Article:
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Authorities: China Bus Fire That Killed 47 Was Arson-Suicide

Photo taken Friday of the burned-out bus in Xiamen, China, where 47 people were killed in an apparent arson-suicide.
AFP/Getty Images
Photo taken Friday of the burned-out bus in Xiamen, China, where 47 people were killed in an apparent arson-suicide.

Police in China said Saturday that a suicidal man was responsible for a fire that swept through a commuter bus in the country's eastern coastal city of Xiamen, killing 47 people including the arsonist and injuring dozens more.

Authorities say 59-year-old Chen Shuizong left a suicide note at his home before setting the fire aboard the bus during Friday's rush hour. The official Xinhua news agency says he was "unhappy and pessimistic about his life, and planned the arson to vent personal grievances."

Family members were quoted as saying Chen was petitioning the government over the denial of social security benefits.

The Los Angeles Times reports that "shocking footage showed the overcrowded bus engulfed in flames on an overhead roadway in the coastal city, formerly known as Amoy. The fire took place at the height of the evening rush hour and 90 people were on the bus, authorities said. In addition to those killed, 34 were hospitalized, many in critical condition."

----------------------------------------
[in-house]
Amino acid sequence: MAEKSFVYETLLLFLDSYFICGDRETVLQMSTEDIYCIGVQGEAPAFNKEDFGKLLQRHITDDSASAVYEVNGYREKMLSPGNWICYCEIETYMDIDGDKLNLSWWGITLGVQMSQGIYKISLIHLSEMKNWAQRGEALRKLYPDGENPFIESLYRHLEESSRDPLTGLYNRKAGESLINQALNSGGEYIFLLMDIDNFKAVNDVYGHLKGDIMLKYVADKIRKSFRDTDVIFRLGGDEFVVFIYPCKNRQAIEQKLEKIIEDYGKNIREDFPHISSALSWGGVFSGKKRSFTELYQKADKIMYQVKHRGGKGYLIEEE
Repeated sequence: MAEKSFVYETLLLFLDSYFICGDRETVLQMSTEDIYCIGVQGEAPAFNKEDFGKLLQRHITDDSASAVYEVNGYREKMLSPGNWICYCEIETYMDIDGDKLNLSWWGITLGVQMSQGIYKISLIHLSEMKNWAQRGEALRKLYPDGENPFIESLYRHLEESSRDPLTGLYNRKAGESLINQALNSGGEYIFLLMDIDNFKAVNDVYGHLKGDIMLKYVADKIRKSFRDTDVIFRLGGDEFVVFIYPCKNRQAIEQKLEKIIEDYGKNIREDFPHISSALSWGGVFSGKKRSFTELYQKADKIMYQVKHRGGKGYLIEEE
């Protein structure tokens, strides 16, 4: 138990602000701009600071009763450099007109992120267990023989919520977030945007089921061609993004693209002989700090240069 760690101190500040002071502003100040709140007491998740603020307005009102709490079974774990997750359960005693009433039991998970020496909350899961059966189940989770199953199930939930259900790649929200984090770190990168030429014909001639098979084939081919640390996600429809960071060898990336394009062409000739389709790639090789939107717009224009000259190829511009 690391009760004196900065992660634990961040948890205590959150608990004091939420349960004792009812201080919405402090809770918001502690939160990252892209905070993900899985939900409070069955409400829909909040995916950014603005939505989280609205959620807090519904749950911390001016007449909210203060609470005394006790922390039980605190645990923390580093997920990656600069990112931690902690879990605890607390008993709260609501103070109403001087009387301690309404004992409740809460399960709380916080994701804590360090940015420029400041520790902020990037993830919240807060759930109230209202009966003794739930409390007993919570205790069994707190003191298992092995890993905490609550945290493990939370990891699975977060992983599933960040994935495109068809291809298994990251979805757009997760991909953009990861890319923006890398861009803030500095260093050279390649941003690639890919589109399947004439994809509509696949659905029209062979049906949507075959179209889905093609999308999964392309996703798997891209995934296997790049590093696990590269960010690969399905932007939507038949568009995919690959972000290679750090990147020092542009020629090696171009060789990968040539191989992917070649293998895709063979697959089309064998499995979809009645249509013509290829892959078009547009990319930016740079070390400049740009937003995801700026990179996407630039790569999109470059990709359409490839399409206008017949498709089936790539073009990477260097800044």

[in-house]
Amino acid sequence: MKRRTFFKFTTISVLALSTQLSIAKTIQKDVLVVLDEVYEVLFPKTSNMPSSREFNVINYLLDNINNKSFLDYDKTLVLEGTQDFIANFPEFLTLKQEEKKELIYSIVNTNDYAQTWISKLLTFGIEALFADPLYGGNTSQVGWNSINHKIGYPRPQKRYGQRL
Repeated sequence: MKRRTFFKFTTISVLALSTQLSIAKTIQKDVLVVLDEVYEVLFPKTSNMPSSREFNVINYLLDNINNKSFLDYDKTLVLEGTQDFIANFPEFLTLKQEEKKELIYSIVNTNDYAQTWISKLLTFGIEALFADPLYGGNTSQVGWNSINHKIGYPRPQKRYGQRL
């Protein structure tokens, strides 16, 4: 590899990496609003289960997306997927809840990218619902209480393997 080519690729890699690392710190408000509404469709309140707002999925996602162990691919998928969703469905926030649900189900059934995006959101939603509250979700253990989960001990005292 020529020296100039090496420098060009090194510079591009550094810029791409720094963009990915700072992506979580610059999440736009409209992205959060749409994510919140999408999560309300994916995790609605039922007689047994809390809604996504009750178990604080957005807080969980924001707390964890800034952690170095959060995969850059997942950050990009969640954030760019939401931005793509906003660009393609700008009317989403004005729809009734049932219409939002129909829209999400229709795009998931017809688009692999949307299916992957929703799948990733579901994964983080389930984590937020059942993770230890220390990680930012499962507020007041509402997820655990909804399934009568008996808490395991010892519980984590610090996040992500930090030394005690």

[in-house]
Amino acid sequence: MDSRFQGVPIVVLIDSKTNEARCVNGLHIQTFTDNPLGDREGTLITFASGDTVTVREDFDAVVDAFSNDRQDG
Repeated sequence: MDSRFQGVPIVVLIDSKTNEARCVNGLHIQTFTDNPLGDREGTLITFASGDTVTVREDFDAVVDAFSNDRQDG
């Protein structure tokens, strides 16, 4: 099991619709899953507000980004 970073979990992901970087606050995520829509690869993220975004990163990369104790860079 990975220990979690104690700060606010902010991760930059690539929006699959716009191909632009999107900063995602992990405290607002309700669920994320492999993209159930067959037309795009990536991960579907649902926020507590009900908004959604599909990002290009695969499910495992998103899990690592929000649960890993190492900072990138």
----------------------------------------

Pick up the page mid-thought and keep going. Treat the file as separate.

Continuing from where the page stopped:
By way of background, The Associated Press says:

"China has seen bombings and arsons of buses and public buildings in recent years, by people trying to settle personal scores or having overtly political grievances.

In 2009, an unemployed man set fire to a packed bus in the central city of Chengdu, killing himself and 26 others. In other case, people angry or unhappy with life have used knives or other weapons in attacks on children at schools."

The AP says that in a microblogging account reported to be Chen's he had written of being destitute. In his final entries made the day before the fire, Chen described his frustration at getting local police to correct his official age so that he would be eligible for benefits.

The site has since been removed, the AP reports.

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Scott Neuman is a reporter and editor, working mainly on breaking news for NPR's digital and radio platforms.
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